The Real Aim
By: Uri Avnery
Clearing House" -- --
THE REAL aim is to change the regime in Lebanon and to install a
That was the aim of Ariel Sharon's invasion of Lebanon in 1982. It
failed. But Sharon and his pupils in the military and political
leadership have never really given up on it.
As in 1982, the present operation, too, was planned and is being
carried out in full coordination with the US.
As then, there is no doubt that it is coordinated with a part of the
That's the main thing. Everything else is noise and propaganda.
ON THE eve of the 1982 invasion, Secretary of State Alexander Haig
told Ariel Sharon that, before starting it, it was necessary to have
a "clear provocation", which would be accepted by the world.
The provocation indeed took place - exactly at the appropriate time
- when Abu-Nidal's terror gang tried to assassinate the Israeli
ambassador in London. This had no connection with Lebanon, and even
less with the PLO (the enemy of Abu-Nidal), but it served its
This time, the necessary provocation has been provided by the
capture of the two Israeli soldiers by Hizbullah. Everyone knows
that they cannot be freed except through an exchange of prisoners.
But the huge military campaign that has been ready to go for months
was sold to the Israeli and international public as a rescue
(Strangely enough, the very same thing happened two weeks earlier in
the Gaza Strip. Hamas and its partners captured a soldier, which
provided the excuse for a massive operation that had been prepared
for a long time and whose aim is to destroy the Palestinian
THE DECLARED aim of the Lebanon operation is to push Hizbullah away
from the border, so as to make it impossible for them to capture
more soldiers and to launch rockets at Israeli towns. The invasion
of the Gaza strip is also officially aimed at getting Ashkelon and
Sderot out of the range of the Qassams.
That resembles the 1982 "Operation Peace for Gallilee". Then, the
public and the Knesset were told that the aim of the war was to
"push the Katyushas 40 km away from the border".
That was a deliberate lie. For 11 months before the war, not a
single Katyusha rocket (nor a single shot) had been fired over the
border. From the beginning, the aim of the operation was to reach
Beirut and install a Quisling dictator. As I have recounted more
than once, Sharon himself told me so nine months before the war, and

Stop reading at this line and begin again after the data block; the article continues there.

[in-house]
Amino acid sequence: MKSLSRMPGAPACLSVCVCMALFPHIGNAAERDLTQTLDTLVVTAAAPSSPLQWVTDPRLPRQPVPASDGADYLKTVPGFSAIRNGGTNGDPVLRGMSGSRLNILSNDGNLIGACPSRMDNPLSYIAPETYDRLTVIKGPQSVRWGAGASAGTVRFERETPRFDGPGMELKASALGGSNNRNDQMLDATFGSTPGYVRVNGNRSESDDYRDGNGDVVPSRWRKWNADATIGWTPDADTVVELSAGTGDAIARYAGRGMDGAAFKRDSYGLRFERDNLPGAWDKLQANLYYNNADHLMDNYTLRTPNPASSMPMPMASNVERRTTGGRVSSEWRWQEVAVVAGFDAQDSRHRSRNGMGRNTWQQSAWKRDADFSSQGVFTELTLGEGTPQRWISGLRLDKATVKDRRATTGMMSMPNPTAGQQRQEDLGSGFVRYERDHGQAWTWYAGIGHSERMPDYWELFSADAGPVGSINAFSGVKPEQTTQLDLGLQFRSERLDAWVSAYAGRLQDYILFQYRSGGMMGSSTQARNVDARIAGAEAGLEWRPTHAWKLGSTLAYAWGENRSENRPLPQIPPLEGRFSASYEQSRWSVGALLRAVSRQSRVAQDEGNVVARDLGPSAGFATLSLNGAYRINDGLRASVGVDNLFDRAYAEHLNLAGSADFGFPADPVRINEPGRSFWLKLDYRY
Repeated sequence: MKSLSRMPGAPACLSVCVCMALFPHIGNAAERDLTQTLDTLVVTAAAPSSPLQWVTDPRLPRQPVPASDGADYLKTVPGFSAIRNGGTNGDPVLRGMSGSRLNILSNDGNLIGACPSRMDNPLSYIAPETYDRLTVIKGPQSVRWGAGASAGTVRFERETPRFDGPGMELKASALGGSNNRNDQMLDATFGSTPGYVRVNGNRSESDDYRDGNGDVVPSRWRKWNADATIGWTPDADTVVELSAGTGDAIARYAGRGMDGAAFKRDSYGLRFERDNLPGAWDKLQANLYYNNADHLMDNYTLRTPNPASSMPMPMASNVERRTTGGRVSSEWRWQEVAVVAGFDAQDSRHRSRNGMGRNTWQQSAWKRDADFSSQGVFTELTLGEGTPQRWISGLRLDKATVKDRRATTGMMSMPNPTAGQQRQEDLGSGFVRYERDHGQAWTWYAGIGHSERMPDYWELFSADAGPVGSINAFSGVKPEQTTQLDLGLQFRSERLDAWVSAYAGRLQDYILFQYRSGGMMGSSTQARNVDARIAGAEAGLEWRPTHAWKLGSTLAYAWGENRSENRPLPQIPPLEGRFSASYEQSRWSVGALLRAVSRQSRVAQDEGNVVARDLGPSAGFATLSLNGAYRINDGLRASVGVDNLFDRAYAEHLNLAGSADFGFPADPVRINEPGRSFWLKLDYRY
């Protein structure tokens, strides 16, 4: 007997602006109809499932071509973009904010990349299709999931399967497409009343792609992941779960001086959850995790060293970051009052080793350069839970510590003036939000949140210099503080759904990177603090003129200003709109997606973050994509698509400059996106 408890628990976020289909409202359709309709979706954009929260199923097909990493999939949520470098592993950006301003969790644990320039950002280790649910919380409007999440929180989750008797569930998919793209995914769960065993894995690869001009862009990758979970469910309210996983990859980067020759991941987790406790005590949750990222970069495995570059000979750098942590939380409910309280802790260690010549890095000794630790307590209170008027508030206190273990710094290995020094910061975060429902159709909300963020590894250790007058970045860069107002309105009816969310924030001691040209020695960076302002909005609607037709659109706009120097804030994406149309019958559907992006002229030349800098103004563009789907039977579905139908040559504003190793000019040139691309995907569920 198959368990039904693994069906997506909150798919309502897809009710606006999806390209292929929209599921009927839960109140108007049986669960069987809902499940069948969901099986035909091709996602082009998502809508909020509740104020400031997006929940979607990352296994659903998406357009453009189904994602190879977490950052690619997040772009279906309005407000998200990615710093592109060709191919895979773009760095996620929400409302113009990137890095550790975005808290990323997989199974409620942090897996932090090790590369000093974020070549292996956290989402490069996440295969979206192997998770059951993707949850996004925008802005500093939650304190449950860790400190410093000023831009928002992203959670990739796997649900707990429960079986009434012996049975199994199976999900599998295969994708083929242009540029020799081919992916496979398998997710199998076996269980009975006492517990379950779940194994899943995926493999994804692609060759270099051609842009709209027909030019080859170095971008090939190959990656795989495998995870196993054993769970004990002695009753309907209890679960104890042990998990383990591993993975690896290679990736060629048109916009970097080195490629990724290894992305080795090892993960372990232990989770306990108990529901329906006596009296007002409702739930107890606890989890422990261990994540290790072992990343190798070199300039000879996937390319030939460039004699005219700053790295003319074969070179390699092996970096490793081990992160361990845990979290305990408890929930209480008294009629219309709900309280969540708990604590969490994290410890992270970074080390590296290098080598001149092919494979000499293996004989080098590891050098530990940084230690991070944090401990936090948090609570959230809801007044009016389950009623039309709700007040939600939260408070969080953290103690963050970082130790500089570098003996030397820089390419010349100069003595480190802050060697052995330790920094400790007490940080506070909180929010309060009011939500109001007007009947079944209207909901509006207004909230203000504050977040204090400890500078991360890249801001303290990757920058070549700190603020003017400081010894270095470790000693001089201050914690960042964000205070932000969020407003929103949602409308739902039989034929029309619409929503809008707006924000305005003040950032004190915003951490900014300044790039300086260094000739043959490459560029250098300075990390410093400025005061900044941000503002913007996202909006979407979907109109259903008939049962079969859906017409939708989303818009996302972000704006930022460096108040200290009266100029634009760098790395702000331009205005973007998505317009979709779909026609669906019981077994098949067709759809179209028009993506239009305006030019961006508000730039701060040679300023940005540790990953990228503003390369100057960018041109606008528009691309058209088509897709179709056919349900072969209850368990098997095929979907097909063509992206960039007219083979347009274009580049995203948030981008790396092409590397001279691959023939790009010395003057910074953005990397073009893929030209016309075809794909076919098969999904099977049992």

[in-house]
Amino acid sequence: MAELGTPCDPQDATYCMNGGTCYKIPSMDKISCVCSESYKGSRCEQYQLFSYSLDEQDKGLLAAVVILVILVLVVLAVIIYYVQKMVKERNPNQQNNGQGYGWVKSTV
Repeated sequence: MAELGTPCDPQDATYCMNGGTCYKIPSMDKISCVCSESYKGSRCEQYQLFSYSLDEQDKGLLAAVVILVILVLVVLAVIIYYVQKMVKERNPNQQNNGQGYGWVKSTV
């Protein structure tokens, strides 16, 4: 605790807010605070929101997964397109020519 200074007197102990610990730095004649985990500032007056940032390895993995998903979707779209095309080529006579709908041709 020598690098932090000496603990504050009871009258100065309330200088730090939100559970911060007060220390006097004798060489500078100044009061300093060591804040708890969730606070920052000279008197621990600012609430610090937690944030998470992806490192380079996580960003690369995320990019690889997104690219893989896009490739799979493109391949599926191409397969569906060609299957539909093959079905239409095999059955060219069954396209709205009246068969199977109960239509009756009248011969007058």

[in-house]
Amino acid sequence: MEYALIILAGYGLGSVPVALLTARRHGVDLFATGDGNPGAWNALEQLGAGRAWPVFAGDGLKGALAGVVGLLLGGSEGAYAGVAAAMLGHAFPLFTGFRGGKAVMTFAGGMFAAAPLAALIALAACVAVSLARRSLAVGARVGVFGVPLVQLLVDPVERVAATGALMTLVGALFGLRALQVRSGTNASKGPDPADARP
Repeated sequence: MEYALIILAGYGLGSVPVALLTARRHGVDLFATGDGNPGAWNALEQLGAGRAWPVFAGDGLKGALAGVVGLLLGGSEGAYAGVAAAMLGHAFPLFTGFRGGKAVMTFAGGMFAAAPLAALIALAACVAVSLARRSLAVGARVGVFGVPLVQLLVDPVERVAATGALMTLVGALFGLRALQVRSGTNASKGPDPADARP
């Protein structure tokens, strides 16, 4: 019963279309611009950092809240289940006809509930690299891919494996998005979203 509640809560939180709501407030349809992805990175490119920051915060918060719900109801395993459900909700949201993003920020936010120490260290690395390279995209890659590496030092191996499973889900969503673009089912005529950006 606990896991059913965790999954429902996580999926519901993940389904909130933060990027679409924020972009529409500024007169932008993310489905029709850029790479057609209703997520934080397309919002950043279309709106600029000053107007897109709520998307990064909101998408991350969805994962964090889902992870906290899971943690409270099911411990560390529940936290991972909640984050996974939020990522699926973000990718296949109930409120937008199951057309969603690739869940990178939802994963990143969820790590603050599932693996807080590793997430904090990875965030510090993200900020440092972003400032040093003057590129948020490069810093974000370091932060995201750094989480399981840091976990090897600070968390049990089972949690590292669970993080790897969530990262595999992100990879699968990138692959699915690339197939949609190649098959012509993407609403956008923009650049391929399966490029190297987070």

I duly published it at the time, with his consent (but unattributed).
Of course, the present operation also has several secondary aims,
which do not include the freeing of the prisoners. Everybody
understands that that cannot be achieved by military means. But it
is probably possible to destroy some of the thousands of missiles
that Hizbullah has accumulated over the years. For this end, the
army chiefs are ready to endanger the inhabitants of the Israeli
towns that are exposed to the rockets. They believe that that is
worthwhile, like an exchange of chess figures.
Another secondary aim is to rehabilitate the "deterrent power" of
the army. That is a codeword for the restoration of the army's
injured pride that has suffered a severe blow from the daring
military actions of Hamas in the south and Hizbullah in the north.
OFFICIALLY, THE Israeli government demands that the Government of
Lebanon disarm Hizbullah and remove it from the border region.
That is clearly impossible under the present Lebanese regime, a
delicate fabric of ethno-religious communities. The slightest shock
can bring the whole structure crashing down and throw the state into
total anarchy - especially after the Americans succeeded in driving
out the Syrian army, the only element that has for years provided
The idea of installing a Quisling in Lebanon is nothing new. In
1955, David Ben-Gurion proposed taking a "Christian officer" and
installing him as dictator. Moshe Sharet showed that this idea was
based on complete ignorance of Lebanese affairs and torpedoed it.
But 27 years later, Ariel Sharon tried to put it into effect
nevertheless. Bashir Gemayel was indeed installed as president, only
to be murdered soon afterwards. His brother, Amin, succeeded him and
signed a peace agreement with Israel, but was driven out of office.
(The same brother is now publicly supporting the Israeli operation.)
The calculation now is that if the Israeli Air Force rains heavy
enough blows on the Lebanese population - paralysing the sea- and